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Gunicorn Worker timeout timestamp too large to convert to C _PyTime_t


I am trying to start my flask application using gunicorn with one worker but it returns this error

OverflowError: timestamp too large to convert to C _PyTime_t

This is the command I am using to fire gunicorn

gunicorn app:app -b 0.0.0.0:7004 \
  --name $APP_NAME \
  --workers 1\
  --timeout 9999999 \

Here is the stack trace,

Traceback (most recent call last):


File "/usr/lib/python3.6/site-packages/gunicorn/arbiter.py", line 583, in spawn_worker
    worker.init_process()
  File "/usr/lib/python3.6/site-packages/gunicorn/workers/base.py", line 134, in init_process
    self.run()
  File "/usr/lib/python3.6/site-packages/gunicorn/workers/sync.py", line 124, in run
    self.run_for_one(timeout)
  File "/usr/lib/python3.6/site-packages/gunicorn/workers/sync.py", line 83, in run_for_one
    self.wait(timeout)
  File "/usr/lib/python3.6/site-packages/gunicorn/workers/sync.py", line 35, in wait
    ret = select.select(self.wait_fds, [], [], timeout)
OverflowError: timestamp too large to convert to C _PyTime_t

I read few questions but all says to reduce timeout which I already reduced. I don't why it is not working.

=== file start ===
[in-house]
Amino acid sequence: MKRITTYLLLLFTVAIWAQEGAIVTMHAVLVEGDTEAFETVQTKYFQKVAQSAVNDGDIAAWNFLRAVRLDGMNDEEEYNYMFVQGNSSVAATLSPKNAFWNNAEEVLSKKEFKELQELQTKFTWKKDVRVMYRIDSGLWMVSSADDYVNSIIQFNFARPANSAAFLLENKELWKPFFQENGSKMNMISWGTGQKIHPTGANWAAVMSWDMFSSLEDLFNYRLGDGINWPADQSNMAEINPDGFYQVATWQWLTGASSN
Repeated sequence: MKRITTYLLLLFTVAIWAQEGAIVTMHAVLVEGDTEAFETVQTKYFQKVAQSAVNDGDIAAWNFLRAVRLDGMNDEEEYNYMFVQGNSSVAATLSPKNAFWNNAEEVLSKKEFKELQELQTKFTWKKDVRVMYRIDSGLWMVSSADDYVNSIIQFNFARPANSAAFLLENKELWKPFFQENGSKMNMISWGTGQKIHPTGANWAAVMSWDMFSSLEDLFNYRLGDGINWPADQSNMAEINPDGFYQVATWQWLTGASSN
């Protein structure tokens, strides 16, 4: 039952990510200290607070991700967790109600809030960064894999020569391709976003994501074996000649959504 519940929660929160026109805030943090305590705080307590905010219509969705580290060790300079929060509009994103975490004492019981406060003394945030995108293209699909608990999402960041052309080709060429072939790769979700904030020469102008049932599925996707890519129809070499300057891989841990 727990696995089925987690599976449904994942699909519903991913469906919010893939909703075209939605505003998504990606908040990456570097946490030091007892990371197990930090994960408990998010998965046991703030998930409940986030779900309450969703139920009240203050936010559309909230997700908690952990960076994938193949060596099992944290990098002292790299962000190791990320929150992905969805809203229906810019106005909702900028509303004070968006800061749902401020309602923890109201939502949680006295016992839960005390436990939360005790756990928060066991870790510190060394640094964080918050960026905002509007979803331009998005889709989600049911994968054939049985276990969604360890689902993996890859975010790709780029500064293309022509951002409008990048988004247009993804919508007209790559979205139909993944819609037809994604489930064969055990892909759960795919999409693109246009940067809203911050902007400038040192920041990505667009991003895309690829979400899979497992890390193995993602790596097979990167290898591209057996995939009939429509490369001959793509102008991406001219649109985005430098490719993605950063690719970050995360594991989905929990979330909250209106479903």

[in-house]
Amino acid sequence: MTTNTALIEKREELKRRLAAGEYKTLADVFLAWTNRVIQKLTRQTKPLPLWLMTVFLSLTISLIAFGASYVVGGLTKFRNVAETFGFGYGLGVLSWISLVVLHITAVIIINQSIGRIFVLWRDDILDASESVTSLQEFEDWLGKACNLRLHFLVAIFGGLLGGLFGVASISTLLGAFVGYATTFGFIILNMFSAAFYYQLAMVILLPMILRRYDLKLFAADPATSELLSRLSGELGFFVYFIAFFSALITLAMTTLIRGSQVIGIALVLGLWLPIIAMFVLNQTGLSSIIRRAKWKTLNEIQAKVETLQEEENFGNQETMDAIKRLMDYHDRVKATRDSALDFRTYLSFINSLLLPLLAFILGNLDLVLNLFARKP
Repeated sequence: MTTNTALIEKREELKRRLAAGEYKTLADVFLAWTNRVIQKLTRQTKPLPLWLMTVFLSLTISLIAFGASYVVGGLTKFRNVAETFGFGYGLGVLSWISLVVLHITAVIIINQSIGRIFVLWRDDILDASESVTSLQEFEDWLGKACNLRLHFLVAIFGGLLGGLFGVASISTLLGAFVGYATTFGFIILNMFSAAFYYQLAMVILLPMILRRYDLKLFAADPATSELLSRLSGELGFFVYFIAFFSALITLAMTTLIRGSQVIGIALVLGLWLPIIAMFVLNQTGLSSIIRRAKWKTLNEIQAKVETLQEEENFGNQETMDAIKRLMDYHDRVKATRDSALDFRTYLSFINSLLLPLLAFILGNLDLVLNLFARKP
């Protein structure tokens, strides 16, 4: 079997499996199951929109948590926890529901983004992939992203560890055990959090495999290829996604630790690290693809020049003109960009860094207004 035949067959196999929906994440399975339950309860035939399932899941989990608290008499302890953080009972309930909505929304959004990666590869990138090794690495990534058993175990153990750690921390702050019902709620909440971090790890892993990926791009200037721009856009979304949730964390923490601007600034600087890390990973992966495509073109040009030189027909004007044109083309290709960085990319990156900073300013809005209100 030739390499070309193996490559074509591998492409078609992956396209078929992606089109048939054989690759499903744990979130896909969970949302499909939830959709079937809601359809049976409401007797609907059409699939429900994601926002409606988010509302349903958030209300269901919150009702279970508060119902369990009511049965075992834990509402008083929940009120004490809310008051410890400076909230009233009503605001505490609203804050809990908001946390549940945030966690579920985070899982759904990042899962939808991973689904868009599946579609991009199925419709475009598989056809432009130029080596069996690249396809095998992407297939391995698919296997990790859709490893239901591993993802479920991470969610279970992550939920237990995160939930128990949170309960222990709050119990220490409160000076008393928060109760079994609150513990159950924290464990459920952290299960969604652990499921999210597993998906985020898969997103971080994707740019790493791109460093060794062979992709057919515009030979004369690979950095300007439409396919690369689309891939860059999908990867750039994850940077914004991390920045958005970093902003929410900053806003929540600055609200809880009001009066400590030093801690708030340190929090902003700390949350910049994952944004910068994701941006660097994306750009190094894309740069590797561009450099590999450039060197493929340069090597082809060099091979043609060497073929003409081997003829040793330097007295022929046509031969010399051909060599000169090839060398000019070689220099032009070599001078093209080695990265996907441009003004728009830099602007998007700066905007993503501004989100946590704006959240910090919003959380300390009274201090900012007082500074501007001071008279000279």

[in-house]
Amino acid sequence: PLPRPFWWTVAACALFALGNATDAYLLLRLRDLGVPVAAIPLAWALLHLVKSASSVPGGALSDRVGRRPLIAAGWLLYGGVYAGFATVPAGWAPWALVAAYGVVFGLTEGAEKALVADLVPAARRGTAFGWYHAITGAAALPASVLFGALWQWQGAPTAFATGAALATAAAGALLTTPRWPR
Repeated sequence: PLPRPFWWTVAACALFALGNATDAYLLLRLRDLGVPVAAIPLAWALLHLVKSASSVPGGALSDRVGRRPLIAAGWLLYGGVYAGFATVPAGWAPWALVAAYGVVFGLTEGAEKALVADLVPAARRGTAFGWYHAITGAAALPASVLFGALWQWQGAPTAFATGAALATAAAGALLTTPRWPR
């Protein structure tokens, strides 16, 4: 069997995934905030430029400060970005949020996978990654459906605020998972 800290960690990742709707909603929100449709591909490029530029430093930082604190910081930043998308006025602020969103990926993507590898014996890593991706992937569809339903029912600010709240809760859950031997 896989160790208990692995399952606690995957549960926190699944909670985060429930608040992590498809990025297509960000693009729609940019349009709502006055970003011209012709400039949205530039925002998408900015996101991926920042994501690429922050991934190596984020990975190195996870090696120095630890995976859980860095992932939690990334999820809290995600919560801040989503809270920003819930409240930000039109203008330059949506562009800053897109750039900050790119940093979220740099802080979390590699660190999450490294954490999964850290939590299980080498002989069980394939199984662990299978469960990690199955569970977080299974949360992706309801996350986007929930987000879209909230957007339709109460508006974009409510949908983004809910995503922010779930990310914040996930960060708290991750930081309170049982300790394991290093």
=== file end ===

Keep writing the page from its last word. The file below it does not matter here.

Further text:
Thank you!

- - Source

Answers

answered 1 week ago prithajnath #1

That value is too big for the underlying C data type (INT). The gunicorn --timeout flag accepts the value in seconds, and generally speaking, if you have to keep a worker alive for that long (~116 days) you're probably doing something wrong. A worker should suspend a connection after a reasonable amount of time to free up resources. If you have some compute heavy endpoint that takes a while, you should still have a good estimation of how long that endpoint would normally take and adjust your gunicorn --timeout parameter accordingly. Things that take longer than a standard HTTP request/response cycle should be moved to a task queue such as Redis or RabbitMQ. You haven't given much information on what exactly your Flask application is doing so I'm speaking in very general terms. That being said, it's probably okay for you to leave out the --timeout flag. I think the default for sync workers is 30s which is very reasonable for a typical web app

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